Of course, the more prey in the area the more flathead there will be. Seagrass is one of the standout indicators of abundant marine life, and the unvegetated patches between the seagrass beds are great spots to target. Here you’ll find flathead patiently waiting for prawns or mullet to leave the safety of the seagrass.

Formations that deliver the greatest volume of food to where the lizards lie waiting are well populated. Bottlenecks, gutters and draining flats areas that funnel water and food into the flattie’s path are prime examples. On a falling tide the concentration of fish in these locations can be quite thick. Some of these spots fish well for all of the ebbing phase of the tide, while some may produce fish only during certain stages.

As the tide drops and these locations run out of water, retreat back to the main channel and fish the deeper sections. These channels can produce some great fishing on a variety of lures and techniques, and more often than not it’s where the larger fish are caught, particularly during the spawning period that occurs during spring and early summer.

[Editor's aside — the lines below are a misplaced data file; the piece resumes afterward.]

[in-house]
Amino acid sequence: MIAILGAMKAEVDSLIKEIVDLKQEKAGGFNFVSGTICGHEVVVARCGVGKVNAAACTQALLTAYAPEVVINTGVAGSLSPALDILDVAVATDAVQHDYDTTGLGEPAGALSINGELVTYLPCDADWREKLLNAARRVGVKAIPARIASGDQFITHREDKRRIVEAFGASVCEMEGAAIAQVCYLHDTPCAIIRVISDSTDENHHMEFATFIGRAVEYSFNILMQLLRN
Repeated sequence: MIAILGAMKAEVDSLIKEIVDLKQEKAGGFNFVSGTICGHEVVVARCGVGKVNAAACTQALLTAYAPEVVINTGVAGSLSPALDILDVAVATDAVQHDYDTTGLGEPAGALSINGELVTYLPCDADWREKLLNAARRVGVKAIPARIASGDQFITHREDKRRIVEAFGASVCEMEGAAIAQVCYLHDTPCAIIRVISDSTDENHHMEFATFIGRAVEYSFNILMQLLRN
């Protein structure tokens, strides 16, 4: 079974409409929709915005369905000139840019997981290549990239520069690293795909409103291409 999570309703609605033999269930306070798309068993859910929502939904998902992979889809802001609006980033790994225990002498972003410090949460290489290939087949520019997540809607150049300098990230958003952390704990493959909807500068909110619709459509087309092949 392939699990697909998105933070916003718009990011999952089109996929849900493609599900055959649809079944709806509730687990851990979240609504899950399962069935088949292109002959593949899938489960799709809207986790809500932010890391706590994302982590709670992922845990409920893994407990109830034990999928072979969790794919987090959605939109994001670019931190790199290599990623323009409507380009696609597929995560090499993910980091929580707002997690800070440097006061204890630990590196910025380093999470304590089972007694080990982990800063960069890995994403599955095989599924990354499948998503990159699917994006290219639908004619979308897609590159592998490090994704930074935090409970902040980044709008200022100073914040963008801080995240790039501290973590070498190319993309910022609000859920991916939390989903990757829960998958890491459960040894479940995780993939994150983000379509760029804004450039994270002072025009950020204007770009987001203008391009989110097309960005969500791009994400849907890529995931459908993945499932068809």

While there are plenty of lure fishing techniques for catching flathead, they can all be categorised as either ‘trolling’ or ‘cast and retrieve’. Both methods catch plenty of fish and both are more productive at different times, particularly when it comes to the type of location fished and the stage of the tide.

Trolling (towing a lure around behind a moving boat) is a fairly simple method which may seem a bit of a no-brainer, but it actually requires a degree of skill and knowledge to do successfully. One of the best times to troll is at low tide when you find long, deep channels adjacent to sandbanks and broadwaters. You can cover a lot of water while doing this – more than if you opted to cast and retrieve the same stretch.